Monday, September 20, 2010

My White Haired Rock

Most people don’t think much of my father when they first meet him. A tall wire-thin stick of a man with a head full of white hair whose only comb is whatever breeze happens to be in the air. When I look at my father I see a man whose family survived in Nazi Germany during World War 2. I see a man who fought in Vietnam and was spit on when he returned home. Most of all I see a man who has not only been there for me, but who has supported every decision I’ve ever made. My father is one of the toughest, hardworking, and compassionate people I’ve ever met in my life.
My father was born in the summer of 1941 in Berlin, Germany. His mother, not wanting to raise a child under the rule of Hitler, had contacted her brother in America to arrange safe passage out of Germany. Leaving wasn’t necessarily the easiest feat to accomplish but they manage to make their way safely to England where they were put on a boat headed to Ellis Island.
After starting a new life and eventually remarrying, my Grandmother relocated the family to Pittsburgh. The man she married was a former Marine and was the main reason my dad joined the service. When my dad enlisted the Vietnam War was in full effect. He served two tours of duty in Vietnam. He was awarded two Purple Hearts in that time. The first was during his first tour when he was shot in the thigh and the second was during his final year when he was shot in the shoulder.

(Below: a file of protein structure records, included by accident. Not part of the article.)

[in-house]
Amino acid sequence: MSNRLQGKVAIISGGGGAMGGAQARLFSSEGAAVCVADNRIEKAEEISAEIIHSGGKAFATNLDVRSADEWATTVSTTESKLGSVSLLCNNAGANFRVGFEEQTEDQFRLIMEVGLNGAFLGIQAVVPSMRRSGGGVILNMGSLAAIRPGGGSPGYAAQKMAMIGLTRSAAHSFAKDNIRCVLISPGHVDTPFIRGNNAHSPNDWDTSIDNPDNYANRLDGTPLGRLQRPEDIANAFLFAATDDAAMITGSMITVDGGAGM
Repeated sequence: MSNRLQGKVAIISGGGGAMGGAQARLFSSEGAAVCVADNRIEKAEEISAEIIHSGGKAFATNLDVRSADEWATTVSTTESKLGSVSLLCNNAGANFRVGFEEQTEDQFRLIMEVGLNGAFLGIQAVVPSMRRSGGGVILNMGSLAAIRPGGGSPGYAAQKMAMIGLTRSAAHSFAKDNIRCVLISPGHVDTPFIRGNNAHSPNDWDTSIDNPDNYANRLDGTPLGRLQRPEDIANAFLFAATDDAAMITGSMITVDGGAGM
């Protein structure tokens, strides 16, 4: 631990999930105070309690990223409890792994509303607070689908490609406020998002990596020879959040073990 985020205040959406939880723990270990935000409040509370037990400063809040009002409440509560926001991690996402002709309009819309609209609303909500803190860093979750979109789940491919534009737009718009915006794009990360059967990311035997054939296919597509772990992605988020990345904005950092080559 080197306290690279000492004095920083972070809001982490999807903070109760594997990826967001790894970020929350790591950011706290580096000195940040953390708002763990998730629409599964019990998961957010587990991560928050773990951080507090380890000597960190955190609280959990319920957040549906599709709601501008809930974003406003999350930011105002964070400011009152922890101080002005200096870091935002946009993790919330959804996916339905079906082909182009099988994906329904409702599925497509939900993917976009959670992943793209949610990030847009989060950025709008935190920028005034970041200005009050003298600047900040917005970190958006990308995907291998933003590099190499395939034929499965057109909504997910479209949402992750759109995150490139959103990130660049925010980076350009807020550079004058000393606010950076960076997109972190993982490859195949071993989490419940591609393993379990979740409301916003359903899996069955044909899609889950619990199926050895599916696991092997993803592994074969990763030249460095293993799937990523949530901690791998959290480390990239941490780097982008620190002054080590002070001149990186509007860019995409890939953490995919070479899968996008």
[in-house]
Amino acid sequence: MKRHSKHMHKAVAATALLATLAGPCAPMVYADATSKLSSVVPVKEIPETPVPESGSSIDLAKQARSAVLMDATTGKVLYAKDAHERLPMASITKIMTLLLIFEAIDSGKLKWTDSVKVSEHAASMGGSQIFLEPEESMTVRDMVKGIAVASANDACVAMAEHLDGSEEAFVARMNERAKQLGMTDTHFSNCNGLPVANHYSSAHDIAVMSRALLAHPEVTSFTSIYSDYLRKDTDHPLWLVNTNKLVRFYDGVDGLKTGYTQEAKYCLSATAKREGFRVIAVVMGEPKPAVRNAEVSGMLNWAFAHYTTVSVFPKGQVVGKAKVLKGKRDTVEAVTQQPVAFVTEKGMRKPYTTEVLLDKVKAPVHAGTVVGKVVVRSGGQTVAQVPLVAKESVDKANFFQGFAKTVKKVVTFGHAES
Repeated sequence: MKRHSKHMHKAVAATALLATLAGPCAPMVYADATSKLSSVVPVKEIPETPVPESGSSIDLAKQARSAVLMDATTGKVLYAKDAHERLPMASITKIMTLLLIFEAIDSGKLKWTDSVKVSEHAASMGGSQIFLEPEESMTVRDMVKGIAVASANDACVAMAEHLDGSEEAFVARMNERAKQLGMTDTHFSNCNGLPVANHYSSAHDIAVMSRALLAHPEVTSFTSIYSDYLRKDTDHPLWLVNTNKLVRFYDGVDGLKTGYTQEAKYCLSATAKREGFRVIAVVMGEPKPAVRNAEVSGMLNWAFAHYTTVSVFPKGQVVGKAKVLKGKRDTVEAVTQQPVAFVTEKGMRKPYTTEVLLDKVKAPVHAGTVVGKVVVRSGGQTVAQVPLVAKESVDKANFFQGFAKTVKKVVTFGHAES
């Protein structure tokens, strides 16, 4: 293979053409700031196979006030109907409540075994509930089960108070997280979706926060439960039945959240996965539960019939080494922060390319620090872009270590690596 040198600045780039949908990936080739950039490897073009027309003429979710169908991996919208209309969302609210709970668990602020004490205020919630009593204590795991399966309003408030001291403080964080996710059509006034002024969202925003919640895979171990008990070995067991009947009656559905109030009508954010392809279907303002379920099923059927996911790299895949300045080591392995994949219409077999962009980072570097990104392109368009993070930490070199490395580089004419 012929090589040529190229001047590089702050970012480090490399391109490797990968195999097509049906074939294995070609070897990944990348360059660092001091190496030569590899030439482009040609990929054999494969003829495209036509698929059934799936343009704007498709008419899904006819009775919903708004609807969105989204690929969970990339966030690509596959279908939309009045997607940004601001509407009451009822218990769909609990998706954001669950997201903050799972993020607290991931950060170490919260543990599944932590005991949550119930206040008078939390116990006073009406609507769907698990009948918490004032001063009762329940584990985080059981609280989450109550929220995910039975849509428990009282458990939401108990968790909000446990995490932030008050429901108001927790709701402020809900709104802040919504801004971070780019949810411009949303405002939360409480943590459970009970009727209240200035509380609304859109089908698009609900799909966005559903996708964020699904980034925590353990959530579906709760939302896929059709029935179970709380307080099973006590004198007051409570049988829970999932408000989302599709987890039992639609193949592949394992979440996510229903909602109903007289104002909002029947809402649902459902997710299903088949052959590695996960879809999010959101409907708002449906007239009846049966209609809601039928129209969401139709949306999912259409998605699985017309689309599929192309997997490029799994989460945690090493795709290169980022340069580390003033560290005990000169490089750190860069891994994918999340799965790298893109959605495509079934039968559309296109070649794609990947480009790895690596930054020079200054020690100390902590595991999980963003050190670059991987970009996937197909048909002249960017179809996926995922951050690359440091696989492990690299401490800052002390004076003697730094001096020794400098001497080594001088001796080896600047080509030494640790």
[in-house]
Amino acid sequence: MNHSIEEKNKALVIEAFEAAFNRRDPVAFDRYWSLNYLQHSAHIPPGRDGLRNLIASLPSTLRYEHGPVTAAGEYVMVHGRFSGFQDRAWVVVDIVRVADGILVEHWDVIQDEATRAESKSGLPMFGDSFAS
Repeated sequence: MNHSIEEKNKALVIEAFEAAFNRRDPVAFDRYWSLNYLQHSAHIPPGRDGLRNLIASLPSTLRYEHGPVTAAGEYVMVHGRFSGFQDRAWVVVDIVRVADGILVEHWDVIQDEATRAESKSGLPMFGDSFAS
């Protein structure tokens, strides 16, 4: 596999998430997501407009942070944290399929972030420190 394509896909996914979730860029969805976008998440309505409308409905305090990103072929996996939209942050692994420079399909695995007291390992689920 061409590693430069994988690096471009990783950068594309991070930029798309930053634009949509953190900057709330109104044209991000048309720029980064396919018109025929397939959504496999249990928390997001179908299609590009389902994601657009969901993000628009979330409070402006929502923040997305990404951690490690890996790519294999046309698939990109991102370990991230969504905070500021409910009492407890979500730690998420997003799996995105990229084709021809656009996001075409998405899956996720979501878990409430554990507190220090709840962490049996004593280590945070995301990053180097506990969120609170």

Over the years I asked my dad a vast number of questions. I used to ask the same typical questions that the majority of young men do. Although in the past few years I started asking him more detailed ones about his time in the service. I asked him whether or not he crossed paths with his brother who was also serving. I inquired whether or not he had killed anybody during his tours. I even struck up enough courage to ask him once what the worst thing he had witnessed during his time. It turns out that he and my Uncle had in fact crossed paths and my Uncle was with him when my dad was shot in the shoulder. As for the killing question he was a little more evasive with his answer. He told me, “I shot them bastards that shot me but they weren’t the only ones who got what they deserved.” So naturally I assumed that was a yes. He has yet to answer the last question for me and I doubt he ever will.
All of that is but a distant memory now. My father has moved on with his life and rarely talks about those old times. He has been married to the same woman for nearly three decades. He has raised three children and is currently assisting my sister with raising hers. I’m highly optimistic about my nephew’s chances in life because we will have a mentor in common. So no, he may not look like much to most people, but to me he is my white haired rock.


  1. Whoa.. the guy was in Word War II?\

  2. Good stuff. Respect for our elders is...not nearly common enough.